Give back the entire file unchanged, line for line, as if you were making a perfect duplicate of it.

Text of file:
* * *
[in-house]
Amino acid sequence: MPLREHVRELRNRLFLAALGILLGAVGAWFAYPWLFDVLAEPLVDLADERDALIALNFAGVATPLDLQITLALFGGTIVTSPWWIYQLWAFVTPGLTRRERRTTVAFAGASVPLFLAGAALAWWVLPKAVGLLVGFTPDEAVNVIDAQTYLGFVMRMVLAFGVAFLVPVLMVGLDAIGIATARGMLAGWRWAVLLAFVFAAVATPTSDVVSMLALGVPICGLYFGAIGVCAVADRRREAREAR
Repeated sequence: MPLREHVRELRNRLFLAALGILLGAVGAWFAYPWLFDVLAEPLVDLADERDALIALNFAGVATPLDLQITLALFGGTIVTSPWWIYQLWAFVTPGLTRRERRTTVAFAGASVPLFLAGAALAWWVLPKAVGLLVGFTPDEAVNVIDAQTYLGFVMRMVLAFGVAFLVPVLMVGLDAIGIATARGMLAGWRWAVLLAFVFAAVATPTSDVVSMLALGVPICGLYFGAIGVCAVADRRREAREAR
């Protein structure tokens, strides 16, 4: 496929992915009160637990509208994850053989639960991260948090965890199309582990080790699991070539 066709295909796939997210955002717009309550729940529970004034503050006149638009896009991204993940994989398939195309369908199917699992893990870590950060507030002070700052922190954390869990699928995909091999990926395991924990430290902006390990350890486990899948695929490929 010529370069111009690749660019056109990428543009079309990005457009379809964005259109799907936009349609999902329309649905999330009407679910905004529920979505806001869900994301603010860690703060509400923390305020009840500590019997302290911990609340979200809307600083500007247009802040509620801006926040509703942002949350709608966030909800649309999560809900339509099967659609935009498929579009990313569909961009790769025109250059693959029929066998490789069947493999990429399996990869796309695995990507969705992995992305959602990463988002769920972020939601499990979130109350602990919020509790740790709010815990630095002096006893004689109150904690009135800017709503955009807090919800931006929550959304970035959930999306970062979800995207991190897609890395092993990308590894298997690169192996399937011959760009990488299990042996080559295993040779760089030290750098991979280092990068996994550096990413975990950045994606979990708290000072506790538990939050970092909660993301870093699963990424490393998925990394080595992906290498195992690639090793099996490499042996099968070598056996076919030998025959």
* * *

[in-house]
Amino acid sequence: MPLREHVRELRNRLFLAALGILLGAVGAWFAYPWLFDVLAEPLVDLADERDALIALNFAGVATPLDLQITLALFGGTIVTSPWWIYQLWAFVTPGLTRRERRTTVAFAGASVPLFLAGAALAWWVLPKAVGLLVGFTPDEAVNVIDAQTYLGFVMRMVLAFGVAFLVPVLMVGLDAIGIATARGMLAGWRWAVLLAFVFAAVATPTSDVVSMLALGVPICGLYFGAIGVCAVADRRREAREAR
Repeated sequence: MPLREHVRELRNRLFLAALGILLGAVGAWFAYPWLFDVLAEPLVDLADERDALIALNFAGVATPLDLQITLALFGGTIVTSPWWIYQLWAFVTPGLTRRERRTTVAFAGASVPLFLAGAALAWWVLPKAVGLLVGFTPDEAVNVIDAQTYLGFVMRMVLAFGVAFLVPVLMVGLDAIGIATARGMLAGWRWAVLLAFVFAAVATPTSDVVSMLALGVPICGLYFGAIGVCAVADRRREAREAR
């Protein structure tokens, strides 16, 4: 496929992915009160637990509208994850053989639960991260948090965890199309582990080790699991070539 066709295909796939997210955002717009309550729940529970004034503050006149638009896009991204993940994989398939195309369908199917699992893990870590950060507030002070700052922190954390869990699928995909091999990926395991924990430290902006390990350890486990899948695929490929 010529370069111009690749660019056109990428543009079309990005457009379809964005259109799907936009349609999902329309649905999330009407679910905004529920979505806001869900994301603010860690703060509400923390305020009840500590019997302290911990609340979200809307600083500007247009802040509620801006926040509703942002949350709608966030909800649309999560809900339509099967659609935009498929579009990313569909961009790769025109250059693959029929066998490789069947493999990429399996990869796309695995990507969705992995992305959602990463988002769920972020939601499990979130109350602990919020509790740790709010815990630095002096006893004689109150904690009135800017709503955009807090919800931006929550959304970035959930999306970062979800995207991190897609890395092993990308590894298997690169192996399937011959760009990488299990042996080559295993040779760089030290750098991979280092990068996994550096990413975990950045994606979990708290000072506790538990939050970092909660993301870093699963990424490393998925990394080595992906290498195992690639090793099996490499042996099968070598056996076919030998025959």